#IStandWithDan versus #DictatorDan: the polarised dynamics of Twitter discussions about Victoria’s COVID-19 restrictions

Timothy Graham, Axel Bruns , Daniel Angus, Edward Hurcombe and Sam Hames

Media International Australia 2021, Vol. 179(1) 127–148

https://doi.org/10.1177%2F1329878X20981780


This research by Australian academics looks at two interrelated hashtag campaigns targeting the Victorian State Premier, Daniel Andrews of the Australian Labor Party, regarding the Victorian State Government’s handling of the COVID-19 pandemic in mid-to-late 2020. They examine how a small number of hyper-partisan pro- and anti-government campaigners were able to mobilise ad hoc communities on Twitter and influence the broader debate.


The researchers examine 396,983 tweets sent by 40,203 accounts between 1 March 2020 to 25 September 2020 containing the hashtags “#IStandWithDan”, “#DictatorDan” or “#DanLiedPeopleDied”. This included a qualitative content analysis of the top 50 most active accounts (by tweet frequency) for each of the three hashtags, including an attempt to determine which accounts represented real, authentic users, and which were “sockpuppets” accounts, which they define as “an account with anonymous and/or clearly fabricated profile details, where the actor(s) controlling the account are not identifiable.”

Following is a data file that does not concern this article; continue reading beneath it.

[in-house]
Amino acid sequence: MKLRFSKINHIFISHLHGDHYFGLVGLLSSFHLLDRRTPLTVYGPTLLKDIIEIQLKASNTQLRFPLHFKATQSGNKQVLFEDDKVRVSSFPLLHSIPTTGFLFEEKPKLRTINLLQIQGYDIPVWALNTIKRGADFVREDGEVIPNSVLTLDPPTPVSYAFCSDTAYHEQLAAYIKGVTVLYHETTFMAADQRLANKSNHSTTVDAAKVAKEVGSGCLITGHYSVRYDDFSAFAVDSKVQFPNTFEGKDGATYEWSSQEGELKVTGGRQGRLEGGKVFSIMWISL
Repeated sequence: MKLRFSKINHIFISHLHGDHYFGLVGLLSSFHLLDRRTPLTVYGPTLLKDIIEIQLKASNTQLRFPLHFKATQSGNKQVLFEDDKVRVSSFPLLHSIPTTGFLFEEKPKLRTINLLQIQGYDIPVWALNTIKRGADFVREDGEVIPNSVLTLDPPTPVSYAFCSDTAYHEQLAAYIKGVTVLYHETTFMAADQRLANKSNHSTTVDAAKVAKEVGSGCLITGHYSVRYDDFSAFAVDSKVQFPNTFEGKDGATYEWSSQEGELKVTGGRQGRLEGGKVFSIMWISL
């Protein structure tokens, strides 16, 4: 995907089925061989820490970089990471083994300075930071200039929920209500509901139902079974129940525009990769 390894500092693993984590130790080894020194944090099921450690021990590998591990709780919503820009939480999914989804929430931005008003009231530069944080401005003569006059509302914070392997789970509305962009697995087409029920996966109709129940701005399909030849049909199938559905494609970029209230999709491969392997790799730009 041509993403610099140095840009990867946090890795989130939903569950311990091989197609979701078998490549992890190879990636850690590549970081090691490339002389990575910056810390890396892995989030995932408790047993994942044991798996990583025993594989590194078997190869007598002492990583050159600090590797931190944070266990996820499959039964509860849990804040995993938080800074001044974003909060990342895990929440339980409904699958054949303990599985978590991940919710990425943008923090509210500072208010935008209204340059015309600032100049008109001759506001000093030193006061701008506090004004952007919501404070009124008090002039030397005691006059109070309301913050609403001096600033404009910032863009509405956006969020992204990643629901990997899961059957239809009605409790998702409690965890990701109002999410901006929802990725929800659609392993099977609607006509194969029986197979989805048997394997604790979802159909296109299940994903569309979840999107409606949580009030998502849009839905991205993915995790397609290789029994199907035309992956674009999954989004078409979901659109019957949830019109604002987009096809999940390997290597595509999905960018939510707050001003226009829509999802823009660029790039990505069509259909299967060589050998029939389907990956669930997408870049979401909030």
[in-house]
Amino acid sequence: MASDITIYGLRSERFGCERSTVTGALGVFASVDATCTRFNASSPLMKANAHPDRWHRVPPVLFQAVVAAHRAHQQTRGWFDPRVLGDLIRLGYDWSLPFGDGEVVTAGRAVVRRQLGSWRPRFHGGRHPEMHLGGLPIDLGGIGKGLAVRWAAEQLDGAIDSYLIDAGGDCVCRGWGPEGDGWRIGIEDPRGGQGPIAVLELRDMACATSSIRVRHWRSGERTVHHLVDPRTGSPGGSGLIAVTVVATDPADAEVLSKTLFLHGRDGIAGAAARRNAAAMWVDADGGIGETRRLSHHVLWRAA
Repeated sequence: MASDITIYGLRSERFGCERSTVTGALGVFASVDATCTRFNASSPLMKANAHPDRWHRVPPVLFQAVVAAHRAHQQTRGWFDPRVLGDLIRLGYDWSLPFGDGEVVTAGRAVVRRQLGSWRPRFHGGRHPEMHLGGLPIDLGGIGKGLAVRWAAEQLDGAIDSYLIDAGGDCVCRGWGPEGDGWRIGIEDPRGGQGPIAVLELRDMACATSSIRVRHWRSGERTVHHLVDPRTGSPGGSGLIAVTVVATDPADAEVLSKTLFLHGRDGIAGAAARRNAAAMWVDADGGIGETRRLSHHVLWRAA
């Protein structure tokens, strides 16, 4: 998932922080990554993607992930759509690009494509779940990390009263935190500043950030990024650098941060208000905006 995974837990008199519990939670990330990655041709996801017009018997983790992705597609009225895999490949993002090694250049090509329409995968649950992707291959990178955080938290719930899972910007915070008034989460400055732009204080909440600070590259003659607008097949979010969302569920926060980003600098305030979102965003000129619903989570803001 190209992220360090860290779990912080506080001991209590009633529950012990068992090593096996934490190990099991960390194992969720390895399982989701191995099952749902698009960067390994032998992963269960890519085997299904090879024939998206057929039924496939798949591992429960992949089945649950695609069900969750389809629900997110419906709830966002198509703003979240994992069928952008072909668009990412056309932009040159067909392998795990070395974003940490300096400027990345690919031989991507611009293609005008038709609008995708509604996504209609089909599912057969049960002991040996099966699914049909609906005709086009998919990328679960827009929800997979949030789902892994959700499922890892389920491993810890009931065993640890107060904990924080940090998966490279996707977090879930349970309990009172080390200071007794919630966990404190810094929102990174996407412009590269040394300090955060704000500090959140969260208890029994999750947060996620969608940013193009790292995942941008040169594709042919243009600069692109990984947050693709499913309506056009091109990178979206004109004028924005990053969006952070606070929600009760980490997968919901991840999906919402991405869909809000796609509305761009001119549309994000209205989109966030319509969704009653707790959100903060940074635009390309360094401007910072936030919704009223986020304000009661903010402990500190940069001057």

The researchers identify significant numbers of “sockpuppets” across the debate, with 54% of the top 50 accounts (by tweet frequency) using the anti-government hashtags identified as “sockpuppets”, and 34% of those using the pro-government hashtag. In the case of the anti-government hashtag campaign, they find “evidence that the broader adoption and dissemination of language targeting Andrews is driven at least in part by coordinated and apparently inauthentic activity that amplifies the visibility of such language before it is adopted by genuine Twitter users.”


Notably, the researchers identify “only a vanishingly small number of likely bots”, which they define as “entirely automated” accounts. In other words, the inauthentic amplifying they identify is driven by real human beings exploiting the platforms’ ability to create anonymous accounts.